COSTS OF THE FEDERAL TAX SYSTEM
October 19, 2005
In 2005, Americans will pay about $2.1 trillion in combined federal taxes. However, the amount of taxes paid does not reflect the total cost to taxpayers -- taxpayers also bear compliance and efficiency costs, according to a new study by the Government Accountability Office.
Combining the lowest available compliance estimates for the personal and corporate income tax yields a total of $107 billion (roughly 1 percent of GDP) per year. The GAO says estimating efficiency costs are very challenging because the tax system has extensive and diverse effects on behavior.
To gain a more comprehensive view of efficiency costs, the GAO looked at estimates of the effects of specific taxes and the overall tax system by several economists, including a National Center for Policy Analysis study by Senior Fellow Andrew J. Rettenmaier. Rettenmaier and his colleague Liqun Liu calculated the economic burden of Social Security payroll taxes using two estimates of labor supply responsiveness. They found:
- Estimated efficiency costs, which recur every year, ranged from $49 billion to $82 billion in 2001.
- The estimates do not include impacts of payroll taxes on savings decisions or tax-preferred consumption.
- They suggest an alternative derivation of the excess burden, which produces estimates that are 10 to 50 percent of the original.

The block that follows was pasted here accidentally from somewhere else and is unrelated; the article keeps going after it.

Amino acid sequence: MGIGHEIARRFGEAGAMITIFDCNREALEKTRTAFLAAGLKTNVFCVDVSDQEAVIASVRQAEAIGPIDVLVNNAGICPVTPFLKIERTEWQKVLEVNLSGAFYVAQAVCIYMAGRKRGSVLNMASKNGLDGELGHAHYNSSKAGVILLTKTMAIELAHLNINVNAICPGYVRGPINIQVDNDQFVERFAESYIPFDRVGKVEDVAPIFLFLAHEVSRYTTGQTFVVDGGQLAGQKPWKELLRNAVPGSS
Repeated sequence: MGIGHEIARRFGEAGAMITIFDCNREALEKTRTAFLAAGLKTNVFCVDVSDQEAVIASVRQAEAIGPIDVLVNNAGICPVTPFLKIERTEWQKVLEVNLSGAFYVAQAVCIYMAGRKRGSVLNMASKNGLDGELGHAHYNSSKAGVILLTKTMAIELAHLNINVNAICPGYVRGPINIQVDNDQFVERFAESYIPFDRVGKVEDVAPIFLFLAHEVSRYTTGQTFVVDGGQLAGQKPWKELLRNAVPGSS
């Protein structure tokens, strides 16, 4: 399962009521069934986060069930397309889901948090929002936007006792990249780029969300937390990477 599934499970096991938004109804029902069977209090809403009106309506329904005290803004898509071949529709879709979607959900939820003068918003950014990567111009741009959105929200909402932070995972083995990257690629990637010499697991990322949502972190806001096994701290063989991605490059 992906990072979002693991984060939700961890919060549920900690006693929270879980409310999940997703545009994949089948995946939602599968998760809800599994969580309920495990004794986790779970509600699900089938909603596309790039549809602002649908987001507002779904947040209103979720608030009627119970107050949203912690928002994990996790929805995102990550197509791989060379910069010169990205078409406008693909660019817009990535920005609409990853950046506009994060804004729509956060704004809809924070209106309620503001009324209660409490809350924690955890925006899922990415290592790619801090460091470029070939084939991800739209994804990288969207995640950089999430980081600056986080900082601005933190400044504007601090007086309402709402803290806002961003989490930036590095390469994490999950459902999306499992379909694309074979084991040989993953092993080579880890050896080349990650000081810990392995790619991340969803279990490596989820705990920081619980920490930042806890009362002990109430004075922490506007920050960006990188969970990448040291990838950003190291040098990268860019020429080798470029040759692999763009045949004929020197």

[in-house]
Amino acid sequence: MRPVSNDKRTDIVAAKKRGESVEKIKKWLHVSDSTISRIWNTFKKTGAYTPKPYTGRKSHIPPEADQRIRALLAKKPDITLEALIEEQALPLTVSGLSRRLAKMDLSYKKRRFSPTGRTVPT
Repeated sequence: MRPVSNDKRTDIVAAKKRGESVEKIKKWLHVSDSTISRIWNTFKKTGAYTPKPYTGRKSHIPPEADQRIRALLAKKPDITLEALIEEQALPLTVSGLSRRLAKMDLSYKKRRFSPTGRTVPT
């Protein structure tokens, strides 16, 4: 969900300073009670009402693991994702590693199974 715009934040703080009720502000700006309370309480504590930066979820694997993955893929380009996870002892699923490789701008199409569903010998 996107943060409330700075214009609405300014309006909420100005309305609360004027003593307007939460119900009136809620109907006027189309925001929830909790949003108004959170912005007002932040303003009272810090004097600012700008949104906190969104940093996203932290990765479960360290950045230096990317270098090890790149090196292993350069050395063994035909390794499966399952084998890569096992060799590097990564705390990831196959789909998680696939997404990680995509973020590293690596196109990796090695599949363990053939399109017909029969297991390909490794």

The NCPA study only covered the economic effects of the Social Security payroll tax. Comprehensive studies of the efficiency costs of the total tax system are large -- 2 to 5 percent of gross domestic product (GDP) each year (as of the mid-1990s).
The GAO says the goal of tax policy is not to eliminate compliance and efficiency costs but to design a tax system that produces the desired amount of revenue and balances the minimization of these costs with other objectives, such as equity, transparency and administrability.
Source: U.S. Government Accountability Office, "Tax Policy: Summary of Estimates of the Costs of the Federal Tax System," August 2005; and Liqun Liu and Andrew J. Rettenmaier, "The Economic Cost of the Social Security Payroll Tax," National Center for Policy Analysis, Policy Report No. 252, June 2002.
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